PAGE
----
Kenny and others like him are the Third World of non-subscription. Operating with no regulatory or legal oversight by the state, he can do what he pleases or what he perceives he can afford, which is probably not much. If one of his workers is injured, and Kenny decides to offer nothing in the way of injury benefits, the worker is on his own. He can certainly sue Kenny for employer negligence, and Kenny won’t have those three pre-workers’ comp era defenses to rely on. However, no attorney is going to take the employee’s case because Kenny won’t have the resources to pay if he loses, which he probably would. But, to quote Rousmaniere and Roberts, “That is a hollow victory, indeed.”
And on a grander scale, what about the large employer with significant resources, but who also may have more than a bit of malevolence in its DNA and wants to play schoolyard bully (see Massey Energy)? In an environment without one scintilla of regulation will the bully treat workers fairly?
The Oklahoma Proposal
After studying the lay of the land for the Texas opt-out and seeing where the Punji Pits are (see Kenny’s CITGO and Massey Energy), Oklahoma legislators crafted a remarkable piece of opt-out legislation that narrowly lost 42 to 50 in the Oklahoma House of Representatives in late April, 2012.
The Oklahoma proposed legislation would have corrected many of the perceived flaws in the Texas opt-out system. For example, Oklahoma would require any employer choosing to opt-out to provide similar, in some cases better, benefits than the statutory system. Also, injury benefits would be required to be part of an ERISA-approved plan, although there is significant uncertainty if this provision would withstand a constitutionality challenge. Further, employers applying to opt-out would have to pay a fee of $1,500 annually to do so. This would more than likely eliminate the Kennys of the world, employers who just don’t have the resources to “pay to play.”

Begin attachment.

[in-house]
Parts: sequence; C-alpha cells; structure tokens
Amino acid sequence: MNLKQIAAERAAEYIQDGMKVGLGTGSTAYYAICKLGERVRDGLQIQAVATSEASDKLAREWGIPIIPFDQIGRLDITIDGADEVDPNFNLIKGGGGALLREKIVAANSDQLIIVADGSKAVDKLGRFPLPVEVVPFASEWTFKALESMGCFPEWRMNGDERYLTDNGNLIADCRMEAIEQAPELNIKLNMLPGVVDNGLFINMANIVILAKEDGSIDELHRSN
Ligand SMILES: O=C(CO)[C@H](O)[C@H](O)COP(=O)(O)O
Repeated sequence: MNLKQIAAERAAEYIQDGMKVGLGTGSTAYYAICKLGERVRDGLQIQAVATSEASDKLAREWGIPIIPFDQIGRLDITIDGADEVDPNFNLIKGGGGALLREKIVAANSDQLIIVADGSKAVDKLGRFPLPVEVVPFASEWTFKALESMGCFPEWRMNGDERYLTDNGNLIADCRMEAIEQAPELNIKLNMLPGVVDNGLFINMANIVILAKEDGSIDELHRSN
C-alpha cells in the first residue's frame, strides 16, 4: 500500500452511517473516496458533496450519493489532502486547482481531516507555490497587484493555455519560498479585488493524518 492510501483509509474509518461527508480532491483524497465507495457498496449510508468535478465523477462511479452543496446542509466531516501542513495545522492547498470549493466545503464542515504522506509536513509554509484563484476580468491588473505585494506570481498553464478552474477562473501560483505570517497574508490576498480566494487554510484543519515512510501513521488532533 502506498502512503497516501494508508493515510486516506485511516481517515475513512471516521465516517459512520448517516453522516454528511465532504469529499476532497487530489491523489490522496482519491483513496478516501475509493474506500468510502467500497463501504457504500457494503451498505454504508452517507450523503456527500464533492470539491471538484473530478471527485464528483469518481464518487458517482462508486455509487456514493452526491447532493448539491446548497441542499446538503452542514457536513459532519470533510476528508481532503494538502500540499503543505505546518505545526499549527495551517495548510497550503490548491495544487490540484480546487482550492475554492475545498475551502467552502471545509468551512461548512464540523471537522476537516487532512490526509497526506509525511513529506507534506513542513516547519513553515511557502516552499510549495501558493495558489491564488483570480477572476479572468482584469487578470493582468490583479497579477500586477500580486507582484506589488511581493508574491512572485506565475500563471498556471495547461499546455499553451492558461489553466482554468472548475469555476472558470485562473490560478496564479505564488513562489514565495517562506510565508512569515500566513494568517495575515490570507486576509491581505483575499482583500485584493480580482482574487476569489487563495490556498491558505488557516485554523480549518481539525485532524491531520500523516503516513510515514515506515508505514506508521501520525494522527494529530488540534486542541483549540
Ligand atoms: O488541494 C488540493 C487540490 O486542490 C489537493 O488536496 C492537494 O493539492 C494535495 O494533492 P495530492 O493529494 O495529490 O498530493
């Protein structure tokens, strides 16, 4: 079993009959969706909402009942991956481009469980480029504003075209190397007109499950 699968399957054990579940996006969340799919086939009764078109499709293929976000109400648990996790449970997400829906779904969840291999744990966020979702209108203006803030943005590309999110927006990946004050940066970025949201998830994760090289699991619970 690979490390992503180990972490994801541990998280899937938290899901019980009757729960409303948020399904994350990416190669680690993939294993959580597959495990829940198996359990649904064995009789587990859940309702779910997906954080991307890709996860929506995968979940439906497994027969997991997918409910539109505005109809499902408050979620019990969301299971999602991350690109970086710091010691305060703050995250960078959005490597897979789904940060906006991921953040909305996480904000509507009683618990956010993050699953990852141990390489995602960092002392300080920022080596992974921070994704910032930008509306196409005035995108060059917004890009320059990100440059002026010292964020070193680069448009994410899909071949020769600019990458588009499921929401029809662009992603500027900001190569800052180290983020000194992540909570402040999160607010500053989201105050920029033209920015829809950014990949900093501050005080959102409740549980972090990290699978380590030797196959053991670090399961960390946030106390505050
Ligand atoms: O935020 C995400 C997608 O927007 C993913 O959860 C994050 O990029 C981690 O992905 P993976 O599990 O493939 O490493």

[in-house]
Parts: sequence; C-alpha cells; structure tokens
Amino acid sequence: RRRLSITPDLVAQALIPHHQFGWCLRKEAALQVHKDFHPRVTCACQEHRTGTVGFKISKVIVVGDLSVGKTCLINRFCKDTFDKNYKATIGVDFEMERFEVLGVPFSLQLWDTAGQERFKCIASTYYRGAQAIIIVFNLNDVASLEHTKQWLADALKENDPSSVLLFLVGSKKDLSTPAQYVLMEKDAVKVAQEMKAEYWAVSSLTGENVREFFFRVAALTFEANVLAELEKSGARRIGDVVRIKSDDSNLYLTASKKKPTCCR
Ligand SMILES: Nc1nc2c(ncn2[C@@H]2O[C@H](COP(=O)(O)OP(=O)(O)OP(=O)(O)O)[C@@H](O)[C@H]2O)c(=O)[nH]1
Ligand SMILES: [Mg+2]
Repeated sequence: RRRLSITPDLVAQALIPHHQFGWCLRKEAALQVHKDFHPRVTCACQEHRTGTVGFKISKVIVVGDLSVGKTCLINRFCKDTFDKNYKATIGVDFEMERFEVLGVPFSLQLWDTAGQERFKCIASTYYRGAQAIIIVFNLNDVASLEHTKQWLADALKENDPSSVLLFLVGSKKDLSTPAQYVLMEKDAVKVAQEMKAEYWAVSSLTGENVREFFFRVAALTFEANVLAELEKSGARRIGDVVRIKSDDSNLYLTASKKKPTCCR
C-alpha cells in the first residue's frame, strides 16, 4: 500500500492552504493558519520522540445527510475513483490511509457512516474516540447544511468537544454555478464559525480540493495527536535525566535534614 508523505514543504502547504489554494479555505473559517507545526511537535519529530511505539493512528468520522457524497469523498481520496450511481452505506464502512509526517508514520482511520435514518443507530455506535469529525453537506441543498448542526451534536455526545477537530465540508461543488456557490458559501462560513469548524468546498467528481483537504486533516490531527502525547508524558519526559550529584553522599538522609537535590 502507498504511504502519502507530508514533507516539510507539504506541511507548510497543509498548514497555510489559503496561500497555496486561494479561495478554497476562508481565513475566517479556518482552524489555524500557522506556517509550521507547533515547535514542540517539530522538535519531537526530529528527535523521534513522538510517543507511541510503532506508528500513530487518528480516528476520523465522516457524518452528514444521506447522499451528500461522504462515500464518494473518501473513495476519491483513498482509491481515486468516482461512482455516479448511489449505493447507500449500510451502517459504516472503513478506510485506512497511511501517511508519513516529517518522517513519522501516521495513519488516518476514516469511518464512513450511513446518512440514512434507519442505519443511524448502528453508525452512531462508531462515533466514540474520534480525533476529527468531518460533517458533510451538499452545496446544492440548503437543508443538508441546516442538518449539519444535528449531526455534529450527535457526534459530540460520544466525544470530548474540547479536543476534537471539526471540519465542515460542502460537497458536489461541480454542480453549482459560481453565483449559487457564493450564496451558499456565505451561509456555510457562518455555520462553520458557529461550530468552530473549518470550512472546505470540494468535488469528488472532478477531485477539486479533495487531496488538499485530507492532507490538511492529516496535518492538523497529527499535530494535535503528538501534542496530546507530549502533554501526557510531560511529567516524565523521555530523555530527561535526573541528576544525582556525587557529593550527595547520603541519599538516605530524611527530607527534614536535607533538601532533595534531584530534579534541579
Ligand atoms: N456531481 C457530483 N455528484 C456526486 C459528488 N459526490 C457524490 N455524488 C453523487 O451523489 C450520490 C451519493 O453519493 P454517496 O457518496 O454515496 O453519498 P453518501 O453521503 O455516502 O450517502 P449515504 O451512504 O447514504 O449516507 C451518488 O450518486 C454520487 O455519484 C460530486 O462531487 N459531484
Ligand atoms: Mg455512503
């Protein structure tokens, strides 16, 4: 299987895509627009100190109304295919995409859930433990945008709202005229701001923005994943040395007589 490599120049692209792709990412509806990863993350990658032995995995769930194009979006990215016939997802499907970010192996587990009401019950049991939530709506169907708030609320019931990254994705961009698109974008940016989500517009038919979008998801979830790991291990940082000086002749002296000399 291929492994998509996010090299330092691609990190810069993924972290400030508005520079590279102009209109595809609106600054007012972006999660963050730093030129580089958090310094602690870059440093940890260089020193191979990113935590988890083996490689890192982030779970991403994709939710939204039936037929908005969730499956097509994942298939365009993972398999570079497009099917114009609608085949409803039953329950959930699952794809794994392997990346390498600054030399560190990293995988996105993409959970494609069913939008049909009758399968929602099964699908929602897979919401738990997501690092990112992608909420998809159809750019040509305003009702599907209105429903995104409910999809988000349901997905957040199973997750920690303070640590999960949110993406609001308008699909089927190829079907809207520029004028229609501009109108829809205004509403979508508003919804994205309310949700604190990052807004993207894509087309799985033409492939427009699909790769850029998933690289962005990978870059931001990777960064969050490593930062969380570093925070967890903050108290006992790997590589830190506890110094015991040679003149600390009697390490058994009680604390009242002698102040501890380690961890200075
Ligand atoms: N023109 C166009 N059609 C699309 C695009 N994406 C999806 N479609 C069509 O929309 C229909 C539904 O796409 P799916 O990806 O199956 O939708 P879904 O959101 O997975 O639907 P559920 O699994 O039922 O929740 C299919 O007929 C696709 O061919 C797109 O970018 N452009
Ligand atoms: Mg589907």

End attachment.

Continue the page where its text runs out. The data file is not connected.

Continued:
Rousmaniere and Roberts expect Oklahoma legislators to do some tinkering and re-file during 2013. They think there is a good chance that this time the legislation will pass. Whether Governor Mary Fallin, who campaigned on a platform of workers’ comp reforms, will sign it is another matter.
This 87-page report is a Herculean effort, and, in my view, the worker’s compensation insurance industry owes Rousmaniere and Roberts a huge debt for spending close to a year to produce it. Sedgwick should be commended for funding it. Perhaps we can forgive Rousmaniere for a bit of acquired bias, but he’s seen, up close, what a conscientious, fair-minded employer can do if given the chance. I come away from his report finding myself agreeing with him as he wrote me the other day: “Every state should offer and every medium and large sized employer should consider opt -out.” But to this I add, “With a healthy dose of regulatory and state oversight. Not everyone is Costco.”